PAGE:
The Atacama Desert in Chile is considered by scientists to be nearly as arid and lifeless as Mars. One of the driest and least hospitable places on Earth, it is chiefly populated by salt lakes, dormant volcanoes and rocks. Within the next five years, however, it will also be home to one of the most powerful astronomical facilities in the world: the Cornell-Caltech Atacama Telescope.
CCAT, a 25-meter class telescope, will give astronomers “a first-hand view of the genesis of structure in the universe,” according to Prof. Riccardo Giovanelli, astronomy,
CCAT will be sensitive to light in the submillimeter, or far-infrared, part of the electromagnetic spectrum, which is generally considered an “unfriendly spectral range” because it is easily affected by water absorption. This makes the high and dry Atacama region ideal for submillimeter astronomy: parts of the desert have gone for centuries without ever seeing rainfall.
“[It] delivers the best skies of all the driest, high-altitude sites on Earth,” Giovanelli said.
CCAT will be built at an altitude of about 18,000 feet, 200 feet below the peak of Cerro Chajnator, a dormant volcano. This is 5,000 feet higher than observatories on Mauna Kea, Hawaii, which currently have the distinction of being the highest telescopes on Earth.
“We’re going higher than anyone else has gone,” Giovanelli said. “Basically, we want to go as high up as you can go by driving a truck.” Why do scientists want to study such an unfriendly part of the spectral domain? According to Giovanelli, CCAT will allow astronomers to see objects up to 13 billion light years away; in other words, objects that started forming only 1 billion years after the Big Bang.
These early objects, the beginnings of what we consider galaxies, formed in regions with a lot of dust. The radiation emitted by the infant galaxies was absorbed by the dust and then reemitted at a longer wavelength. This radiation shifted to longer wavelengths by the expansion of the universe; because these galaxies are moving away from us, the wavelength of the light we see is longer than the original wavelength, in much the same way as a car horn falls in pitch as the car drives away from you. By the time the radiation from these early objects reaches Earth, most of it is in the submillimeter range.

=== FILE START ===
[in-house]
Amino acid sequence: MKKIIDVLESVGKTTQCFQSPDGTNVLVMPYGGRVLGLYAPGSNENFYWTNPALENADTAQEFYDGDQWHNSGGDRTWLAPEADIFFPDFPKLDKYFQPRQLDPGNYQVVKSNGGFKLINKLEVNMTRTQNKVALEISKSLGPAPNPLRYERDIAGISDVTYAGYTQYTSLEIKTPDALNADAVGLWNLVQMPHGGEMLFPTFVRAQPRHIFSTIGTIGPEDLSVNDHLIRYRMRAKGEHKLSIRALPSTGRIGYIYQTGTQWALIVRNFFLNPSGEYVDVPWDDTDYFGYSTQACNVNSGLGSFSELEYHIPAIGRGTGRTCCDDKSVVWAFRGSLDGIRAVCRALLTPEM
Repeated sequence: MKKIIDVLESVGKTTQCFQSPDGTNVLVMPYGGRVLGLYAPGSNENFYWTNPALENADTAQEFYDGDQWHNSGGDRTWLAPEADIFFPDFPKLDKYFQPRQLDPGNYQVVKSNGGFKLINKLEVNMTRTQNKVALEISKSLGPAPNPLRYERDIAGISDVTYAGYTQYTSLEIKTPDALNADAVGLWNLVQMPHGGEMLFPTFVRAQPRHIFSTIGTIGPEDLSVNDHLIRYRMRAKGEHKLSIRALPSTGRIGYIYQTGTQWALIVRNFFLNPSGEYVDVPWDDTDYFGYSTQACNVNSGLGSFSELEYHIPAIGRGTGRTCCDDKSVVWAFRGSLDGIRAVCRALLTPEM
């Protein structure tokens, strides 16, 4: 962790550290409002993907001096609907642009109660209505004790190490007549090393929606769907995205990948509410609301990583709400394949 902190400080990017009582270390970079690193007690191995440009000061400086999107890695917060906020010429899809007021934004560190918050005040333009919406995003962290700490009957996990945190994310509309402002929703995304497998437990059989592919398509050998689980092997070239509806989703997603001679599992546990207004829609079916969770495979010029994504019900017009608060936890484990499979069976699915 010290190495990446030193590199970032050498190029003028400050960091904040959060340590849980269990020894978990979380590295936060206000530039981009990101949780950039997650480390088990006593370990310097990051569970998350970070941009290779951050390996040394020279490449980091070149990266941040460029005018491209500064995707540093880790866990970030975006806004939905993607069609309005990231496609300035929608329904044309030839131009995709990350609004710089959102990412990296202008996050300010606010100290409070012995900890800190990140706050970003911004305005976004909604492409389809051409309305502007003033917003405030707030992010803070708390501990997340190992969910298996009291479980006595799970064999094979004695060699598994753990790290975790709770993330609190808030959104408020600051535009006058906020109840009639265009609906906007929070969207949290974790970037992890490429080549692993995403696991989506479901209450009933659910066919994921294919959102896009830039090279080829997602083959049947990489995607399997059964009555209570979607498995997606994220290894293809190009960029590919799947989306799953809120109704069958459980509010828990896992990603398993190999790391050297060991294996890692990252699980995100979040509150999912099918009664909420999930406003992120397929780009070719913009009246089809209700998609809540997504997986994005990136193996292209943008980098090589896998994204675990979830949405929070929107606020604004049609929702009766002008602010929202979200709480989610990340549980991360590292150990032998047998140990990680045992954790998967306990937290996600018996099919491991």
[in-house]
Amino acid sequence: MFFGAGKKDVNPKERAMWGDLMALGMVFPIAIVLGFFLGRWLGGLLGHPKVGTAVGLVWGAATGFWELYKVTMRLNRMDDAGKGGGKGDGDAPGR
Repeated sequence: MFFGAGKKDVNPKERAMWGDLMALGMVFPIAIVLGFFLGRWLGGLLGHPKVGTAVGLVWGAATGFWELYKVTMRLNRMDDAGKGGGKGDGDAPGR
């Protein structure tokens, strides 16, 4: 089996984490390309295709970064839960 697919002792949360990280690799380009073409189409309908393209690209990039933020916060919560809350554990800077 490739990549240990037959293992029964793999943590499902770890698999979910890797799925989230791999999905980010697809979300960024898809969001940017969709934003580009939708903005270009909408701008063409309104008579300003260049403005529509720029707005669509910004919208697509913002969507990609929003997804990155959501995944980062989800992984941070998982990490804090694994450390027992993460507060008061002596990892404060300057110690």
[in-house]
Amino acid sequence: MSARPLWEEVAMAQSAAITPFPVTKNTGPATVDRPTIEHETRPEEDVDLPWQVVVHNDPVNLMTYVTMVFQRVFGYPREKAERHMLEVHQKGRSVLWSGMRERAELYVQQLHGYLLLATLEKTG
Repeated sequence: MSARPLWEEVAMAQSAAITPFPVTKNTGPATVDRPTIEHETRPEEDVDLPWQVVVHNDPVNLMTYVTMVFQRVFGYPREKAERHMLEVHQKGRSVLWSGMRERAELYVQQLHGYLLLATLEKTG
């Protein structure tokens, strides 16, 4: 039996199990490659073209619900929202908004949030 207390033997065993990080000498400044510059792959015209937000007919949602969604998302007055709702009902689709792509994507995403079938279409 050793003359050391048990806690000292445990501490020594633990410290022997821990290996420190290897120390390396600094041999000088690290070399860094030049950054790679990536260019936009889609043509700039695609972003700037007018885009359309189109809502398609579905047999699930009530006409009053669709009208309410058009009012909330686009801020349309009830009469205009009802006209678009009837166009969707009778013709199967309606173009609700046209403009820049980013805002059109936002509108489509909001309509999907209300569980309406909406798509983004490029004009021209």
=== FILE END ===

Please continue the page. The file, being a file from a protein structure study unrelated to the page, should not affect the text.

“We have models of how the evolution of galaxies occurred,” Giovanelli said. “This telescope will allow us to see lots of galaxies when they were very young, in the early stages of the universe,” and thereby test the models.
Another advantage that the Atacama Desert will hold for CCAT is the planned presence of a neighboring telescope array, the Atacama Large Millimeter Array (ALMA). CCAT will be an excellent survey instrument, able to scan large portions of the sky and find interesting objects quickly. ALMA will use its 64 telescopes to see the fine structure and details of these and other objects.
“CCAT will be the finder, ALMA will be the refiner,” Giovanelli said. “Having the products of CCAT will give us a very strong leverage arm at ALMA. This is a two-for-one deal.”
According to Prof. Gordon Stacey, astronomy, who heads CCAT’s instrumentation development team, CCAT will be about 15 times more sensitive than the current leaders in submillimeter astronomy. Right now, the best submillimeter telescopes in the world are the Caltech Submillimeter Observatory and the James Clerk Maxwell Telescope, which share space on top of Mauna Kea. The Submillimeter Common User Bolometer Array, the first camera used at the JCMT, only worked at one wavelength: 850 micrometers.
“Working at 850 micrometers is good because you can detect galaxies at all redshifts equally well, but it’s limited because you don’t know what the redshift of each source is,” Stacey said.
CCAT will have two cameras, one which can see in the 200-650 micrometer range and one that can see in the 740 micrometer-2 millimeter range. This will allow astronomers using CCAT to determine the number of galaxies in an area based on their distance from the Earth, and from there, determine how many galaxies existed at a given point in the history of the universe.
“CCAT will go deeper than SCUBA,” Stacey said. “It will go to redshifts at which galaxies are first assembling from protogalaxies.”
Cornell and the California Institute of Technology decided to team up and share responsibility for the $100 million telescope about three years ago. Since then, several other institutions have expressed interest in joining the project, including the University of Colorado, the Consortium of Canadian Universities and the Royal Observatory of Edinburgh. These institutions are expected to sign an agreement with Cornell and Caltech later this month, making CCAT an international endeavor. Giovanelli expects construction on the telescope to begin in about a year.
“If all goes well, by spring 2008, we should expect our institutions to give us a go,” he said.